When talking about her own consumption habits, she first mentions that she tends to save it for the weekend, as she’s “very big into health and fitness”. She enjoys a glass of wine when she goes out for dinner “and perhaps even share a bottle depending” on who she’s with.
Instagrammable Wines Have the Advantage
Regarding which rules she still follows, she mentions the use of “a nice glass at the correct temperature” and she adds that “a white wine in a decent size glass that is chilling up on the outside from the perfect temperature of the wine paints a great picture for social media.”
And that is a big deal for Millennials. Instagram and social media friendly wines become more desirable. This includes the environment in which the wine was drank (a cool event, a party, a beautiful landscape) and the appearance of the product (giving a big importance to packaging and to the attractiveness of the label).
The latest Gallo Consumer Wine Trends Survey (2015) shows that 51% of Millennials (in the USA) will be encouraged to try a new wine if its recommended on social media. It also highlights that Millennials are “four times more likely than Baby Boomers to often select a bottle of wine based on its label”, and the features that will make them pick it up are mainly “personality” and “originality”.
They’re also twice as likely to purchase rosé and will pop open a bottle of sparkling wine more often than their parents.
Are wine hipsters the new wine snobs?
While your aforementioned wine snob might also scoff at a bottle of mass produced, non DO, top-selling wine because it’s sub-standard in taste and offers zero terroir expression; there’s a new breed of pretentiousness that would take more issue on how that wine is meant for the sheeple (portmanteau of sheep and people, or “the herd”) and would refuse to show up to a party with such a mainstream offer.
Meet the wine hipsters, they might not have the budget to splurge in Grand Crus, but they surely know how to feel superior with their obscure, indie choices. Sweet talk them by using the words boutique, small-batch and artisan, and turn them off by making them wear a tie to the tasting. Is it low sulphur? Good. Does it come from an unpronounceable grape variety thought extinct for two hundred years? Awesome!
“Hipsters to me are all about what’s new what’s different what’s unique”, says Kate Barry, who has had the opportunity to observe closely the evolution of wine trends and how a wine goes in and out of fashion, especially among younger people. “I think one of the most recent trends was Pinot Grigio but now the hipster wine snobs turn their nose up at this. At the moment it’s all about Sauvignon Blanc particularly from Marlborough which I enjoy myself but I don’t think you can label hipsters or wine snobs drinking this.” And since now “everybody” is drinking NZ Sauv Blanc, we wonder what will be the next big thing…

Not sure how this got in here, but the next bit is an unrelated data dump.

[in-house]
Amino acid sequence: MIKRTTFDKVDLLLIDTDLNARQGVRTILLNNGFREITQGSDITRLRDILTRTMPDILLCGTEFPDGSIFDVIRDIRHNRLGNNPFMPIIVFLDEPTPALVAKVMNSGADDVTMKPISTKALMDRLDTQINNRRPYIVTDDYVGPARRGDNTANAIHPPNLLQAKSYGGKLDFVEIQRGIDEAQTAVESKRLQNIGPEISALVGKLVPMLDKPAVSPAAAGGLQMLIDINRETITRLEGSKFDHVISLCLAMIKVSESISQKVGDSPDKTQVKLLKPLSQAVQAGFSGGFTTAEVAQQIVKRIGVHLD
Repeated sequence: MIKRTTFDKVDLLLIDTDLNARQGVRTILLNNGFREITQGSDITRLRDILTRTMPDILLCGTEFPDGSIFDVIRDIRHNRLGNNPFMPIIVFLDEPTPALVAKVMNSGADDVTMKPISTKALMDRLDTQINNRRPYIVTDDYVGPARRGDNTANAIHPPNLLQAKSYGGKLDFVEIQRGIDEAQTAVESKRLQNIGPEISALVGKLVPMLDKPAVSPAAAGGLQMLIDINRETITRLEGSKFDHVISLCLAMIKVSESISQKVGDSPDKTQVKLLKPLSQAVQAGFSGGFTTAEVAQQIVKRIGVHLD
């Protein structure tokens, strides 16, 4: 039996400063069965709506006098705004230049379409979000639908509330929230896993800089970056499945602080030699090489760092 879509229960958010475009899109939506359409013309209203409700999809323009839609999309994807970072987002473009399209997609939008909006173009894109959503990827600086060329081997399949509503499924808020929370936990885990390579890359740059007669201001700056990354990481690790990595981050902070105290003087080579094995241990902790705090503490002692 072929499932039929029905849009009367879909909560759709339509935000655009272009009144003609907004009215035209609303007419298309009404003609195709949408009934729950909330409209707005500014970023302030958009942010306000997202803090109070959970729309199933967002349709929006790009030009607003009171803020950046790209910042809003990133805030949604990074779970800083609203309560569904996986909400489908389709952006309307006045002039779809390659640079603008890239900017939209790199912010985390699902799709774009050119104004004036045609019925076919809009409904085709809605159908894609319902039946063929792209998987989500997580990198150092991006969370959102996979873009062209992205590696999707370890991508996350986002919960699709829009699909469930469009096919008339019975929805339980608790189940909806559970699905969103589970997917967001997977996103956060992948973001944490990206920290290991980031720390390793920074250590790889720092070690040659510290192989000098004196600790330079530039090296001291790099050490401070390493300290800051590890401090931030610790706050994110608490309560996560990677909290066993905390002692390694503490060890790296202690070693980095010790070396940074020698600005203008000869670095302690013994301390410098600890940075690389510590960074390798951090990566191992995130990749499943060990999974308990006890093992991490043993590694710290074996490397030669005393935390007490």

Sometimes it’s cyclical, like Chardonnay, which was so common place that it inspired a group of haters calling themselves ABCs (anything but Chardonnay). Kate suggests that sappy Bridget Jones was the cause of Chardo’s demise but “Chardonnay is now coming back into fashion, so wines change with the trends and most of us like to try something new.”
Regarding what’s coming, “Malbec particularly from Argentina is trending for reds… rumour has it there should be some Australian Malbec coming to the market soon”, she says, and you might want to get your hands on one now, so by the time it hits the shelves you can say you tasted it before it was cool.
Gabriela’s passion for writing is only matched by her love for food and wine. Journalist, confectioner and sommelier, she fell in love with Ireland years ago and moved from Venezuela to Dublin in 2014.
Since then, she has written about and worked in the local food scene, and she’s determined to discover and share the different traditions, flavours and places that have led Irish food and drink to fascinate her.